Taiwan winning war against invasive bird species thanks to aboriginal hunting skills

There should be only a handful of African sacred ibis left in Taiwan by the end of this year, according to the Forestry Bureau, thanks to the efforts of indigenous hunters who were brought in to deal with the invasive species after previous strategies had failed.

In 2016, numbers of African sacred ibis were estimated at around 1,000 birds inhabiting wetlands in Changhua County and some other areas along the west coast. The population is believed to have grown from around 20 individuals who escaped from a private zoo in the early 1980s.

An effort to reduce numbers of the invasive species by removing eggs and fledglings beginning in May 2016 failed to have any effect, and numbers continued to boom.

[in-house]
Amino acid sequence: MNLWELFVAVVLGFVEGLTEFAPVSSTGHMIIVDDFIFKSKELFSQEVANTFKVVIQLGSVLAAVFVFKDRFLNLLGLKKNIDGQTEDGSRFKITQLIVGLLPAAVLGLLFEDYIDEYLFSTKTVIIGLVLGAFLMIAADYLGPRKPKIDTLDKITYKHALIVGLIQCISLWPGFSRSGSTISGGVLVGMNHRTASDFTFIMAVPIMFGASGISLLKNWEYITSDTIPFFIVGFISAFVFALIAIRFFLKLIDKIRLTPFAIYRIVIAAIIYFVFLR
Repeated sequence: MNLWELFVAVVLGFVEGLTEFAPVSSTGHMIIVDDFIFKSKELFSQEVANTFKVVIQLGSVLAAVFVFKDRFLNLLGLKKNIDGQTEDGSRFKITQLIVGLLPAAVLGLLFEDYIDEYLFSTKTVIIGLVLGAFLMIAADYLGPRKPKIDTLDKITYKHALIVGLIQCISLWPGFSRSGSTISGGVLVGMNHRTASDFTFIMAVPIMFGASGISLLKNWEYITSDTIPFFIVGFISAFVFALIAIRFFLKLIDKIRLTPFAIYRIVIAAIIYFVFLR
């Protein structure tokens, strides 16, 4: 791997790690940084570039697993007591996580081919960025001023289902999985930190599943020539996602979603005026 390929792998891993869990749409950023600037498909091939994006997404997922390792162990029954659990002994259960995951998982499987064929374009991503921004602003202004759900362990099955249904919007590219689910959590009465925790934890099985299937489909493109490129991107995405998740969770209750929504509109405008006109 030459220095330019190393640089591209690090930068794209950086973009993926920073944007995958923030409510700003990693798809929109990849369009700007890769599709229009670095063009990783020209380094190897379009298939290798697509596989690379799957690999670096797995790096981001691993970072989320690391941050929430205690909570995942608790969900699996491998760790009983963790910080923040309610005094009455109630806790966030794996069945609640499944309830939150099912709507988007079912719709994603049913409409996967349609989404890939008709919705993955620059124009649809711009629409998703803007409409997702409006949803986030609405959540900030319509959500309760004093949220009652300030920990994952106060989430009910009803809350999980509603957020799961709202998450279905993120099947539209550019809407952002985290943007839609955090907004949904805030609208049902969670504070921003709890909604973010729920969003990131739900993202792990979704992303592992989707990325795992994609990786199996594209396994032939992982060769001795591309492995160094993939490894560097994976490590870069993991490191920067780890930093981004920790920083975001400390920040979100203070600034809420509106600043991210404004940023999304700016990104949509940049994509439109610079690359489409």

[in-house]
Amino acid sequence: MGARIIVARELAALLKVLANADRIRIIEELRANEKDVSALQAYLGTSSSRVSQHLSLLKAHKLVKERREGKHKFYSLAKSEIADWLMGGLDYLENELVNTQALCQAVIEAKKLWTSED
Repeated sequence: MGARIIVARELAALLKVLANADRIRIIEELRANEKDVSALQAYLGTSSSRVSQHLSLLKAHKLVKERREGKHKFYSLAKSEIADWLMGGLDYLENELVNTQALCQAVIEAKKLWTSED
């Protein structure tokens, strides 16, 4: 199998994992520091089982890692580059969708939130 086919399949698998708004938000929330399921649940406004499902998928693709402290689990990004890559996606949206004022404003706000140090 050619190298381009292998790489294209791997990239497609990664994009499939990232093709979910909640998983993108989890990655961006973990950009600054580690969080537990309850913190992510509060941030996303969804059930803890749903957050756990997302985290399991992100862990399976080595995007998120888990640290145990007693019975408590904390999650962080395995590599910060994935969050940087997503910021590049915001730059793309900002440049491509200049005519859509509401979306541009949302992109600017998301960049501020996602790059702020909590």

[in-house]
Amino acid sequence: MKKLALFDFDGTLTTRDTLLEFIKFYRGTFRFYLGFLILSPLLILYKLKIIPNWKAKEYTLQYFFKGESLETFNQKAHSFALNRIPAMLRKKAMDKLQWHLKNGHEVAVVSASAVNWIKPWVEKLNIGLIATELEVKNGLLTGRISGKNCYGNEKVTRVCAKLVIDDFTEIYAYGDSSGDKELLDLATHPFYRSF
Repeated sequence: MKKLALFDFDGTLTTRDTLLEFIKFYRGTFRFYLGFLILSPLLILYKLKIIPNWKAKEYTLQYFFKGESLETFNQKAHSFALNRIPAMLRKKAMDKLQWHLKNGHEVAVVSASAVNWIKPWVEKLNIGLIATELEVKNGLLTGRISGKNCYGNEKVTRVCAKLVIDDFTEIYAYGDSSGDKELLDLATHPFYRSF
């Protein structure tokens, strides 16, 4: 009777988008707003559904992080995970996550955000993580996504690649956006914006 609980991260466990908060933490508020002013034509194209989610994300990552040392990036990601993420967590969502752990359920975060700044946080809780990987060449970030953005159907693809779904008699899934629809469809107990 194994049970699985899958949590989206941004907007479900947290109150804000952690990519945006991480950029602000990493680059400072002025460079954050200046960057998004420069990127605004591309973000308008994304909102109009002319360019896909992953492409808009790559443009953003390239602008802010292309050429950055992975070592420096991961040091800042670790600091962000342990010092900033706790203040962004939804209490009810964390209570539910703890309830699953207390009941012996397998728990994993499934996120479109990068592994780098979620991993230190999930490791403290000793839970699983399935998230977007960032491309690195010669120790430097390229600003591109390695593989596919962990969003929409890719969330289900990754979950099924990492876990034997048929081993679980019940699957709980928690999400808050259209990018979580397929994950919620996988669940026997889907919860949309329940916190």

In 2017, a pilot program was launched in Taoyuan City commissioning aboriginal hunters who shot 800 of the birds that year. The program went nationwide the following year with 100 hunters shooting 15,405 ibis in 2018.

While the war against the African sacred ibis has been concentrated on the west coast, earlier this week it was reported that three individuals had been spotted at a fish farm in Shoufeng Township, Hualien County, on Taiwan’s east coast.

The Hualien Forestry Management Office immediately initiated an emergency removal plan and by yesterday, Wednesday, August 18, the last of the three had been shot and killed.

Cover picture: Forestry Bureau, Hualien Office.

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